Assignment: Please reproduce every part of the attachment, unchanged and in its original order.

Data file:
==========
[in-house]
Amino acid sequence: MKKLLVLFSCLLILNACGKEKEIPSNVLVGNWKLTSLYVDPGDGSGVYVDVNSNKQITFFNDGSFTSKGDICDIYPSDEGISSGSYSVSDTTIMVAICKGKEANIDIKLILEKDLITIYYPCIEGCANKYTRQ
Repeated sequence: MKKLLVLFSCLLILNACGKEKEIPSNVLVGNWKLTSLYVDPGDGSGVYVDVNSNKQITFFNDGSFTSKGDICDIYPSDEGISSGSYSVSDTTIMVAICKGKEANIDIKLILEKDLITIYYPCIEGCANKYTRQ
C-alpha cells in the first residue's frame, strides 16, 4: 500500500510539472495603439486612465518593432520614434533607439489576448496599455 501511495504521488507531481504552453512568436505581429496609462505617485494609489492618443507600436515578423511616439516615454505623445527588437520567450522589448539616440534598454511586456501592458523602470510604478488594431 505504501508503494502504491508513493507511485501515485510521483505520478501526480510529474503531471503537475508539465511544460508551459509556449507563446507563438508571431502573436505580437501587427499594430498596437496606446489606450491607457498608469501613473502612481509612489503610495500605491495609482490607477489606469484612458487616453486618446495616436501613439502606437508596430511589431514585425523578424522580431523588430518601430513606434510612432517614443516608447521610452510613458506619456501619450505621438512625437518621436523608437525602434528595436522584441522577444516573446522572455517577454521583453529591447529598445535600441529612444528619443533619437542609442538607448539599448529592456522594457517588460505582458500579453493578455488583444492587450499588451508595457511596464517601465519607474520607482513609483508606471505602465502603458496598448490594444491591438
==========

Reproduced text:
[in-house]
Amino acid sequence: MKKLLVLFSCLLILNACGKEKEIPSNVLVGNWKLTSLYVDPGDGSGVYVDVNSNKQITFFNDGSFTSKGDICDIYPSDEGISSGSYSVSDTTIMVAICKGKEANIDIKLILEKDLITIYYPCIEGCANKYTRQ
Repeated sequence: MKKLLVLFSCLLILNACGKEKEIPSNVLVGNWKLTSLYVDPGDGSGVYVDVNSNKQITFFNDGSFTSKGDICDIYPSDEGISSGSYSVSDTTIMVAICKGKEANIDIKLILEKDLITIYYPCIEGCANKYTRQ
C-alpha cells in the first residue's frame, strides 16, 4: 500500500510539472495603439486612465518593432520614434533607439489576448496599455 501511495504521488507531481504552453512568436505581429496609462505617485494609489492618443507600436515578423511616439516615454505623445527588437520567450522589448539616440534598454511586456501592458523602470510604478488594431 505504501508503494502504491508513493507511485501515485510521483505520478501526480510529474503531471503537475508539465511544460508551459509556449507563446507563438508571431502573436505580437501587427499594430498596437496606446489606450491607457498608469501613473502612481509612489503610495500605491495609482490607477489606469484612458487616453486618446495616436501613439502606437508596430511589431514585425523578424522580431523588430518601430513606434510612432517614443516608447521610452510613458506619456501619450505621438512625437518621436523608437525602434528595436522584441522577444516573446522572455517577454521583453529591447529598445535600441529612444528619443533619437542609442538607448539599448529592456522594457517588460505582458500579453493578455488583444492587450499588451508595457511596464517601465519607474520607482513609483508606471505602465502603458496598448490594444491591438